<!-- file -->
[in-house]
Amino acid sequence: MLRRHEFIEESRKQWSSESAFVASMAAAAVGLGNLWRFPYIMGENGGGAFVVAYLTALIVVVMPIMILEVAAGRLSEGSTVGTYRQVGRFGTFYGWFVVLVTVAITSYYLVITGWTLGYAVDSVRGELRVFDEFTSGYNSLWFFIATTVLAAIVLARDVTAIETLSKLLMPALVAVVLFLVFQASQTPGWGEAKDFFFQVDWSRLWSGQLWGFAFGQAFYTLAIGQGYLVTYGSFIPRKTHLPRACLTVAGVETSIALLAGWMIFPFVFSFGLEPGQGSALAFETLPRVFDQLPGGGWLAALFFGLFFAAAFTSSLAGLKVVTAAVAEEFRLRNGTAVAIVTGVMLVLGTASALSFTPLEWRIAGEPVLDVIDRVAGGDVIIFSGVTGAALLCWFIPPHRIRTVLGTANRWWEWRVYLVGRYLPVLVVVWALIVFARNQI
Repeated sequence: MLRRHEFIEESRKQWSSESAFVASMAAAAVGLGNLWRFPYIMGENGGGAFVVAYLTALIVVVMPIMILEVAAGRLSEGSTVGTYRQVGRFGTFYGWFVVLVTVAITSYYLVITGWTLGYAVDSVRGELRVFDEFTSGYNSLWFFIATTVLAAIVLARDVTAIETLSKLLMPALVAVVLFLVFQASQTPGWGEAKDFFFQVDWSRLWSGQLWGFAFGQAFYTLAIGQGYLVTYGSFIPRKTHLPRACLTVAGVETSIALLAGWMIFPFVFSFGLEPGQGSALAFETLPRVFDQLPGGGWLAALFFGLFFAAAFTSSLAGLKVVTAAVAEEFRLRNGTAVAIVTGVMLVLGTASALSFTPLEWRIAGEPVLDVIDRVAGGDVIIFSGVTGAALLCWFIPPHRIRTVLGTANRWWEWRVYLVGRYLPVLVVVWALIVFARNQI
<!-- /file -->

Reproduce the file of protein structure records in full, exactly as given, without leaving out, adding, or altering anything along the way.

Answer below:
[in-house]
Amino acid sequence: MLRRHEFIEESRKQWSSESAFVASMAAAAVGLGNLWRFPYIMGENGGGAFVVAYLTALIVVVMPIMILEVAAGRLSEGSTVGTYRQVGRFGTFYGWFVVLVTVAITSYYLVITGWTLGYAVDSVRGELRVFDEFTSGYNSLWFFIATTVLAAIVLARDVTAIETLSKLLMPALVAVVLFLVFQASQTPGWGEAKDFFFQVDWSRLWSGQLWGFAFGQAFYTLAIGQGYLVTYGSFIPRKTHLPRACLTVAGVETSIALLAGWMIFPFVFSFGLEPGQGSALAFETLPRVFDQLPGGGWLAALFFGLFFAAAFTSSLAGLKVVTAAVAEEFRLRNGTAVAIVTGVMLVLGTASALSFTPLEWRIAGEPVLDVIDRVAGGDVIIFSGVTGAALLCWFIPPHRIRTVLGTANRWWEWRVYLVGRYLPVLVVVWALIVFARNQI
Repeated sequence: MLRRHEFIEESRKQWSSESAFVASMAAAAVGLGNLWRFPYIMGENGGGAFVVAYLTALIVVVMPIMILEVAAGRLSEGSTVGTYRQVGRFGTFYGWFVVLVTVAITSYYLVITGWTLGYAVDSVRGELRVFDEFTSGYNSLWFFIATTVLAAIVLARDVTAIETLSKLLMPALVAVVLFLVFQASQTPGWGEAKDFFFQVDWSRLWSGQLWGFAFGQAFYTLAIGQGYLVTYGSFIPRKTHLPRACLTVAGVETSIALLAGWMIFPFVFSFGLEPGQGSALAFETLPRVFDQLPGGGWLAALFFGLFFAAAFTSSLAGLKVVTAAVAEEFRLRNGTAVAIVTGVMLVLGTASALSFTPLEWRIAGEPVLDVIDRVAGGDVIIFSGVTGAALLCWFIPPHRIRTVLGTANRWWEWRVYLVGRYLPVLVVVWALIVFARNQI